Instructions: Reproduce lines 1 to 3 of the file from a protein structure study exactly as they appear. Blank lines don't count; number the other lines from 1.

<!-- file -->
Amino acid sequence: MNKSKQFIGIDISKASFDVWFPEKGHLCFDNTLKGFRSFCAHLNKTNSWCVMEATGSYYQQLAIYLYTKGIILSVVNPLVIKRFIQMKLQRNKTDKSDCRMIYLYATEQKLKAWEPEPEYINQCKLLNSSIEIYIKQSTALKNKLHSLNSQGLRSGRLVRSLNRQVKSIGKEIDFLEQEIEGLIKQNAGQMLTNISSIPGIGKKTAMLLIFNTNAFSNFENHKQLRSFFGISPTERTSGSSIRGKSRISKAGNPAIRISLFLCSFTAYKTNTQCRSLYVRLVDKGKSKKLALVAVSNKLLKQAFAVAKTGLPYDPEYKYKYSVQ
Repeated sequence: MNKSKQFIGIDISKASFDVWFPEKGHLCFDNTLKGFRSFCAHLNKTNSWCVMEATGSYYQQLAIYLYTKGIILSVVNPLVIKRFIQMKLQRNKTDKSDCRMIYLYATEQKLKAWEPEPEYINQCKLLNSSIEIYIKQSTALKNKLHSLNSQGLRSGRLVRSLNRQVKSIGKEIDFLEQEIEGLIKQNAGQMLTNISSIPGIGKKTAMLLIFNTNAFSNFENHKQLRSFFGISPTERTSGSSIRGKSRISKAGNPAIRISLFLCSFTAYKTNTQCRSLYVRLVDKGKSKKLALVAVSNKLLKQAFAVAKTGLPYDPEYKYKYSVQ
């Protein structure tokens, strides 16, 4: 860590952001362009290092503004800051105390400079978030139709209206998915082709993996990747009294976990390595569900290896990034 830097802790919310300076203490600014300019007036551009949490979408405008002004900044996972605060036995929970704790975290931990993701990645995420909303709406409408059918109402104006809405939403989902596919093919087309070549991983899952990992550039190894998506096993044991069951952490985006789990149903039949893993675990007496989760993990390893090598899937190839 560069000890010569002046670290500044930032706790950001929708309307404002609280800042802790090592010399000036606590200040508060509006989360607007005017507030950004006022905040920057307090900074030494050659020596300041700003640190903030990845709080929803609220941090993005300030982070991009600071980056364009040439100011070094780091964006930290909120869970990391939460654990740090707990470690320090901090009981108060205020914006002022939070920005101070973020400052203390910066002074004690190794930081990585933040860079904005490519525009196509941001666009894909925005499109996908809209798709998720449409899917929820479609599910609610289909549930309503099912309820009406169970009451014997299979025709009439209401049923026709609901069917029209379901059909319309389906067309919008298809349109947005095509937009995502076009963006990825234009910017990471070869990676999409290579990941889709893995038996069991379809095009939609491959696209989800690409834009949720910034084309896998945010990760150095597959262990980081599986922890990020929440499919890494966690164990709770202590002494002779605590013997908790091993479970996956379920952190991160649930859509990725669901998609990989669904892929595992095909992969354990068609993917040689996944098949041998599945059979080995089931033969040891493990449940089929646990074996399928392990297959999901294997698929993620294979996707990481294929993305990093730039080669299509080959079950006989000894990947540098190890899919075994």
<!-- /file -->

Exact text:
Amino acid sequence: MNKSKQFIGIDISKASFDVWFPEKGHLCFDNTLKGFRSFCAHLNKTNSWCVMEATGSYYQQLAIYLYTKGIILSVVNPLVIKRFIQMKLQRNKTDKSDCRMIYLYATEQKLKAWEPEPEYINQCKLLNSSIEIYIKQSTALKNKLHSLNSQGLRSGRLVRSLNRQVKSIGKEIDFLEQEIEGLIKQNAGQMLTNISSIPGIGKKTAMLLIFNTNAFSNFENHKQLRSFFGISPTERTSGSSIRGKSRISKAGNPAIRISLFLCSFTAYKTNTQCRSLYVRLVDKGKSKKLALVAVSNKLLKQAFAVAKTGLPYDPEYKYKYSVQ
Repeated sequence: MNKSKQFIGIDISKASFDVWFPEKGHLCFDNTLKGFRSFCAHLNKTNSWCVMEATGSYYQQLAIYLYTKGIILSVVNPLVIKRFIQMKLQRNKTDKSDCRMIYLYATEQKLKAWEPEPEYINQCKLLNSSIEIYIKQSTALKNKLHSLNSQGLRSGRLVRSLNRQVKSIGKEIDFLEQEIEGLIKQNAGQMLTNISSIPGIGKKTAMLLIFNTNAFSNFENHKQLRSFFGISPTERTSGSSIRGKSRISKAGNPAIRISLFLCSFTAYKTNTQCRSLYVRLVDKGKSKKLALVAVSNKLLKQAFAVAKTGLPYDPEYKYKYSVQ
């Protein structure tokens, strides 16, 4: 860590952001362009290092503004800051105390400079978030139709209206998915082709993996990747009294976990390595569900290896990034 830097802790919310300076203490600014300019007036551009949490979408405008002004900044996972605060036995929970704790975290931990993701990645995420909303709406409408059918109402104006809405939403989902596919093919087309070549991983899952990992550039190894998506096993044991069951952490985006789990149903039949893993675990007496989760993990390893090598899937190839 560069000890010569002046670290500044930032706790950001929708309307404002609280800042802790090592010399000036606590200040508060509006989360607007005017507030950004006022905040920057307090900074030494050659020596300041700003640190903030990845709080929803609220941090993005300030982070991009600071980056364009040439100011070094780091964006930290909120869970990391939460654990740090707990470690320090901090009981108060205020914006002022939070920005101070973020400052203390910066002074004690190794930081990585933040860079904005490519525009196509941001666009894909925005499109996908809209798709998720449409899917929820479609599910609610289909549930309503099912309820009406169970009451014997299979025709009439209401049923026709609901069917029209379901059909319309389906067309919008298809349109947005095509937009995502076009963006990825234009910017990471070869990676999409290579990941889709893995038996069991379809095009939609491959696209989800690409834009949720910034084309896998945010990760150095597959262990980081599986922890990020929440499919890494966690164990709770202590002494002779605590013997908790091993479970996956379920952190991160649930859509990725669901998609990989669904892929595992095909992969354990068609993917040689996944098949041998599945059979080995089931033969040891493990449940089929646990074996399928392990297959999901294997698929993620294979996707990481294929993305990093730039080669299509080959079950006989000894990947540098190890899919075994």